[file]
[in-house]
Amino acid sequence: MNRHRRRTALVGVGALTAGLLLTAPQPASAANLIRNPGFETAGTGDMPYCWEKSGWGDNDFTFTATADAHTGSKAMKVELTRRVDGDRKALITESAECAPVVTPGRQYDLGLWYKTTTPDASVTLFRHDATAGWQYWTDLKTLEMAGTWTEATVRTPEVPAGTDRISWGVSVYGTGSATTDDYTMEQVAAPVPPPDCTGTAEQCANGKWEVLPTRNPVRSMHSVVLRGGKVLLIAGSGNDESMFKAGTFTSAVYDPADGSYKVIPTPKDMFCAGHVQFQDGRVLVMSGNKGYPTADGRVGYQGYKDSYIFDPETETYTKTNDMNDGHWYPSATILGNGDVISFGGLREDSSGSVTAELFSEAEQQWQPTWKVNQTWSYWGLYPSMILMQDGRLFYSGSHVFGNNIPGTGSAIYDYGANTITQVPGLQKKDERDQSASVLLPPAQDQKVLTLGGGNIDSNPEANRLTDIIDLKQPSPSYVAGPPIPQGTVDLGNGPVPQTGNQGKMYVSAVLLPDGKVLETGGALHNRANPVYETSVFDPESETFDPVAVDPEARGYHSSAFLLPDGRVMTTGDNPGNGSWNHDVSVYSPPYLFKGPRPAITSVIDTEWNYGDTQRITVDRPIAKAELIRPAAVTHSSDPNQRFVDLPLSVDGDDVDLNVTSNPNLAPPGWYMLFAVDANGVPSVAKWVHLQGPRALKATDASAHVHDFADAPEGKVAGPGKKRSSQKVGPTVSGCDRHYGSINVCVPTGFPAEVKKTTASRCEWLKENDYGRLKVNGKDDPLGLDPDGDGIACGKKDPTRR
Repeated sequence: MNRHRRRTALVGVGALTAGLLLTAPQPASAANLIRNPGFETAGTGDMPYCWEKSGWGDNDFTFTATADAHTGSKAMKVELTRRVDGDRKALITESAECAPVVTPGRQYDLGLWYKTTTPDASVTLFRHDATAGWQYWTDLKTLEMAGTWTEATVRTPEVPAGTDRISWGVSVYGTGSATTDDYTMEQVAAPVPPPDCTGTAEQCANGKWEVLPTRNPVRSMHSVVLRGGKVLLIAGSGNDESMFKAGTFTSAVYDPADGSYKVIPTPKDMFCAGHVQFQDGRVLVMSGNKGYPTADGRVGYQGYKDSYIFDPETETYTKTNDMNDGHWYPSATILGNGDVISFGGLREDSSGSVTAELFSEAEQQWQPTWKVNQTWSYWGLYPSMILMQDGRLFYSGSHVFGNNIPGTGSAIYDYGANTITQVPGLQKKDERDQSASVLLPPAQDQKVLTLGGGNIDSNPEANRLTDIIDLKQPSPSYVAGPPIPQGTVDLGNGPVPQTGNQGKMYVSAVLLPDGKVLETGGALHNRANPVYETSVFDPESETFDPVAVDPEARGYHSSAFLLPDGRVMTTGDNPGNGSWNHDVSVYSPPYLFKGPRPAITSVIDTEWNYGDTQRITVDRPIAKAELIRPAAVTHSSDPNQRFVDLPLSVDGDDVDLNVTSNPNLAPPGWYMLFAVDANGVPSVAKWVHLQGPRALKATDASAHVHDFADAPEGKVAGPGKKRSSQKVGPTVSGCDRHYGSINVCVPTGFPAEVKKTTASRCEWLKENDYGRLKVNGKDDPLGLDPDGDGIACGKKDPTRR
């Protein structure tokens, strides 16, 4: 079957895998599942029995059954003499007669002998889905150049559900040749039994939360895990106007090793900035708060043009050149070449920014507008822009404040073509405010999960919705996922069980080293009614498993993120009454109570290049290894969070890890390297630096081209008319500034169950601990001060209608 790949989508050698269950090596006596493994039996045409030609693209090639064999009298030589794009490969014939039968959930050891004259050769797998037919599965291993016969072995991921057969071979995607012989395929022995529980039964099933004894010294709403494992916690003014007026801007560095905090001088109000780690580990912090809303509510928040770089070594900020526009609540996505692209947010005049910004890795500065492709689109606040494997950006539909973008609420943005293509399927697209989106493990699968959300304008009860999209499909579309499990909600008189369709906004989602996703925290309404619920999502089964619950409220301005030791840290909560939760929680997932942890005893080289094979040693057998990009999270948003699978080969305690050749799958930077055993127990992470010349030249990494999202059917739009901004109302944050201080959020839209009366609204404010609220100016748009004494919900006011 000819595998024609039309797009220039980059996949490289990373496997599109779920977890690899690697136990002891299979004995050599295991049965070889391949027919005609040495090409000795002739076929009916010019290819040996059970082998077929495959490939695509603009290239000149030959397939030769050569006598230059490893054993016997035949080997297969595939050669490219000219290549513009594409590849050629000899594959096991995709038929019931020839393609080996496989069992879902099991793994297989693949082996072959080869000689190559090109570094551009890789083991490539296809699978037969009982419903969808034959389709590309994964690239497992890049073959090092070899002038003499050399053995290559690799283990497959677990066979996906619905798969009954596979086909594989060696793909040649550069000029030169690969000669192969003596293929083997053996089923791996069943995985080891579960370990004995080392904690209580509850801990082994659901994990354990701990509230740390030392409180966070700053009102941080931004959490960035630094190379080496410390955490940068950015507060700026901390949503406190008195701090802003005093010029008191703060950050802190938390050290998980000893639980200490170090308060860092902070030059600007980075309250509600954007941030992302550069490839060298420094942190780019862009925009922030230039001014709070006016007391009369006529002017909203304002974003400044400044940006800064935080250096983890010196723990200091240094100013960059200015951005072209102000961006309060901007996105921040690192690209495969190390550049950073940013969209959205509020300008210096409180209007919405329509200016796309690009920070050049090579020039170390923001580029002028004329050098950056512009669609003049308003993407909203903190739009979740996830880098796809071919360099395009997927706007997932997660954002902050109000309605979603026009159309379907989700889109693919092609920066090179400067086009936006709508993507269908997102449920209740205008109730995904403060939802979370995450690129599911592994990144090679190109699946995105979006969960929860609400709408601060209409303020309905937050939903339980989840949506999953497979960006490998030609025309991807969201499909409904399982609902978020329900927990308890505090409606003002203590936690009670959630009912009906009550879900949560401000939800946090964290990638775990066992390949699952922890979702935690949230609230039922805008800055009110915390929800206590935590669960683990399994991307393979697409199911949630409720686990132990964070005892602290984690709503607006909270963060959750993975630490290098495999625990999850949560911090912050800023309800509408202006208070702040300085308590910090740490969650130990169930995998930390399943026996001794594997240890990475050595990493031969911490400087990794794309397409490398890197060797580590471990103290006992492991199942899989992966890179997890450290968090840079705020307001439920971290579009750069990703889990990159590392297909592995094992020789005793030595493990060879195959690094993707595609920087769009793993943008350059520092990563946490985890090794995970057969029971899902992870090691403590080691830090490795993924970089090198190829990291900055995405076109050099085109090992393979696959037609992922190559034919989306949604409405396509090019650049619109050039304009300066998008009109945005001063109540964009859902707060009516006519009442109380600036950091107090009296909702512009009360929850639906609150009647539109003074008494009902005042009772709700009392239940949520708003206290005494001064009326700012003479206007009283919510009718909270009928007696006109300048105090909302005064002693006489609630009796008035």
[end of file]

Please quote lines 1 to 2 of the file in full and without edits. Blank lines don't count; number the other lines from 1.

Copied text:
[in-house]
Amino acid sequence: MNRHRRRTALVGVGALTAGLLLTAPQPASAANLIRNPGFETAGTGDMPYCWEKSGWGDNDFTFTATADAHTGSKAMKVELTRRVDGDRKALITESAECAPVVTPGRQYDLGLWYKTTTPDASVTLFRHDATAGWQYWTDLKTLEMAGTWTEATVRTPEVPAGTDRISWGVSVYGTGSATTDDYTMEQVAAPVPPPDCTGTAEQCANGKWEVLPTRNPVRSMHSVVLRGGKVLLIAGSGNDESMFKAGTFTSAVYDPADGSYKVIPTPKDMFCAGHVQFQDGRVLVMSGNKGYPTADGRVGYQGYKDSYIFDPETETYTKTNDMNDGHWYPSATILGNGDVISFGGLREDSSGSVTAELFSEAEQQWQPTWKVNQTWSYWGLYPSMILMQDGRLFYSGSHVFGNNIPGTGSAIYDYGANTITQVPGLQKKDERDQSASVLLPPAQDQKVLTLGGGNIDSNPEANRLTDIIDLKQPSPSYVAGPPIPQGTVDLGNGPVPQTGNQGKMYVSAVLLPDGKVLETGGALHNRANPVYETSVFDPESETFDPVAVDPEARGYHSSAFLLPDGRVMTTGDNPGNGSWNHDVSVYSPPYLFKGPRPAITSVIDTEWNYGDTQRITVDRPIAKAELIRPAAVTHSSDPNQRFVDLPLSVDGDDVDLNVTSNPNLAPPGWYMLFAVDANGVPSVAKWVHLQGPRALKATDASAHVHDFADAPEGKVAGPGKKRSSQKVGPTVSGCDRHYGSINVCVPTGFPAEVKKTTASRCEWLKENDYGRLKVNGKDDPLGLDPDGDGIACGKKDPTRR